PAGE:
Head Trauma and Cochlear Implants

#1
I am a 61 year old female, and I have always been hearing until a few years ago. I have Meniere's Disease, and am losing my hearing. My recent hearing test shows I am now a cochlear implant candidate. I have met with a doctor/surgeon for only a few minutes, he feels I will do better with the CI, hearing aids no longer work for me. I've had the MRI in preparation for cochlear implant surgery. I have an appointment with the audiologist and the surgeon on the same day in two weeks to discuss the results of the MRI and for the final evaluation and decision.

In brief, my health situation: I have chronic pain from arthritis and fibromyalgia. I use a cane and sometimes a walker. I've had 6 major surgeries since 2003 they were all female and hernia surgeries. I had a complete heart check last year....all looks fine, and I am not diabetic. No other health problems right now.....just the Meniere's Disease, arthritis, fibromyalgia and irritable bowel syndrome. I am VERY concerned about head trauma. I have had 3 concussions within 5 years from hitting my head hard on cement. I have had at least 8 falls within the past 5 years. Some of these have been on hardwood and laminate floors. I fell one week ago......I landed face first on hard cement and almost broke my nose. That was my worst fall yet. My husband has been a wonderful supporter for me, and he thinks I am worrying too much about damaging a cochlear implant, but I seriously have my doubts that a CI can hold up to my falls. Of course, all of this, and any other concerns will be brought up in that visit for the final evaluation. I am not sure what to expect.

I am asking.......would you get a CI if you were in my situation? My husband is a risk taker, he mountain bikes all the time and has had numerous falls, along with punctured lungs, but he merrily goes on ahead. I am not a risk taker. Any thoughts would be sincerely appreciated, and I thank you in advance.
 
#2
My daughter has CIs and I talked to the surgeon about the risk of the implant moving or getting damaged because of a fall or her getting hit or something. He said the implant is sutured to the brain and is secure. He said she would have to hit the implant just right for it to dislodge and its very unlikely. I have no other advice than that. I would suggest talking to your doctor about your concerns and see what he thinks.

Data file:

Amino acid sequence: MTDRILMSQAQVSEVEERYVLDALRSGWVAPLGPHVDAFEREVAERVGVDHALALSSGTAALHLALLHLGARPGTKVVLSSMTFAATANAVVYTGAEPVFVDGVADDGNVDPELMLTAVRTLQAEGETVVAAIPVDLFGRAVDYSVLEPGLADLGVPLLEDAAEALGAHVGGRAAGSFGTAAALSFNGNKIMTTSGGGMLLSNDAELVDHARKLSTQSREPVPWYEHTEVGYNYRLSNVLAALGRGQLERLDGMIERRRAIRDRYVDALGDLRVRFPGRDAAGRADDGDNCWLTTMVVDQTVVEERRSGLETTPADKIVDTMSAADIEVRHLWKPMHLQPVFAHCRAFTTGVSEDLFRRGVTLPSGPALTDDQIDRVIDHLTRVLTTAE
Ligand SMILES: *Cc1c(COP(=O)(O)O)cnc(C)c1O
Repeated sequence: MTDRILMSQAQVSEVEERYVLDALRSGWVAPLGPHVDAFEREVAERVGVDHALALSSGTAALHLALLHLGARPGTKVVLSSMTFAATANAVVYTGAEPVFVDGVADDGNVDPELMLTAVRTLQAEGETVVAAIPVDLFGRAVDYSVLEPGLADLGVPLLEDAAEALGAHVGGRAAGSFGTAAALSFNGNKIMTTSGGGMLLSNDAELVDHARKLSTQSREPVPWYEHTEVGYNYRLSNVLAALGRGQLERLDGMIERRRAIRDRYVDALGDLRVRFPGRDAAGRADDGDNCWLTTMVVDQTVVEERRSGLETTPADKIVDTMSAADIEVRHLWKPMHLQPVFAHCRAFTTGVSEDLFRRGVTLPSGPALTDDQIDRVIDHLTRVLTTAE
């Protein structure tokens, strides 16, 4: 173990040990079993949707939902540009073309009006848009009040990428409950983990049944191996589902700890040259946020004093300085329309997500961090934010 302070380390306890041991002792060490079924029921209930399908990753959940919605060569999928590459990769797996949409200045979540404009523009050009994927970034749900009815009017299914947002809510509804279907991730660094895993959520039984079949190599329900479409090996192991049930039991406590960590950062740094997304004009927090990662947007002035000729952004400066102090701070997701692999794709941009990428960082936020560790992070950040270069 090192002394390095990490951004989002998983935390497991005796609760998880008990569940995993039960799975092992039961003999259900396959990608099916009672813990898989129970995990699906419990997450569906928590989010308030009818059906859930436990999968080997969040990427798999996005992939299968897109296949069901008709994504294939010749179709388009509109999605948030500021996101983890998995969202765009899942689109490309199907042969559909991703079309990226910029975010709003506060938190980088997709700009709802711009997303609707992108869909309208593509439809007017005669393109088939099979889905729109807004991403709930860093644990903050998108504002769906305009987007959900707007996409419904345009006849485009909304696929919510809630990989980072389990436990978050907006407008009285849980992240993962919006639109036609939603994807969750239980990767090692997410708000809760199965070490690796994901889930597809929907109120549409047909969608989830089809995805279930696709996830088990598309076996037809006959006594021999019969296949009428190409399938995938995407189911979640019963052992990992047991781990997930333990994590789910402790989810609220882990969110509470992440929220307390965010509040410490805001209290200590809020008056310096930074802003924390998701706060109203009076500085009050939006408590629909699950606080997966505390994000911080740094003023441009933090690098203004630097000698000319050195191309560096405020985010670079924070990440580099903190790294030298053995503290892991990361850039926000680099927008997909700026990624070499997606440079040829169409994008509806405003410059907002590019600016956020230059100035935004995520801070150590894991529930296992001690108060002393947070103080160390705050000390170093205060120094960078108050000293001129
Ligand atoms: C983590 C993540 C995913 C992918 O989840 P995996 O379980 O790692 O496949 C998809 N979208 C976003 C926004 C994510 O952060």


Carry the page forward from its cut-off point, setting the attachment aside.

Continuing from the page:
LoveBlue

Well-Known Member
#4
My daughter has CIs and I talked to the surgeon about the risk of the implant moving or getting damaged because of a fall or her getting hit or something. He said the implant is sutured to the brain and is secure. He said she would have to hit the implant just right for it to dislodge and its very unlikely. I have no other advice than that. I would suggest talking to your doctor about your concerns and see what he thinks.
It’s not sutured to the brain. It’s anchored to the skull. It sits between the scalp and the skull.
 
#5
RC-
First it sounds to me that you feel events (doctors) may be rushing you into this decision. There is absolutely no rush. The surgeon still has 8 months to earn enough to buy Christmas presents for his/her kids.

I would put other concerns ahead of the one about head injury. I have suffered many concussions going back at least 35 years. I am presently 67, a bit older than you. my most severe head injury was in 2008 when I broke my neck and suffered a spinal cord injury being a happy risk-taker like your hubby. I also suffer intense digestive disorders although I have not sought a diagnosis. I have had clients and friends with fibromyalgia. It is a debilitating condition but arthritis can be as well. Some of those conditions may be linked to general inflammation, which can be aggravated by various foods and medications. There is so much to think about.

All operations require anesthetics and/or follow-on medication. We are not in control of what anesthetics get used, nor even what anesthesiologist we will have. "Oh gee, I'm a substitute!" My point is there is much for you to consider here and your present medical team may be focused solely on the hearing problem, as though treatment would not interact with your other conditions.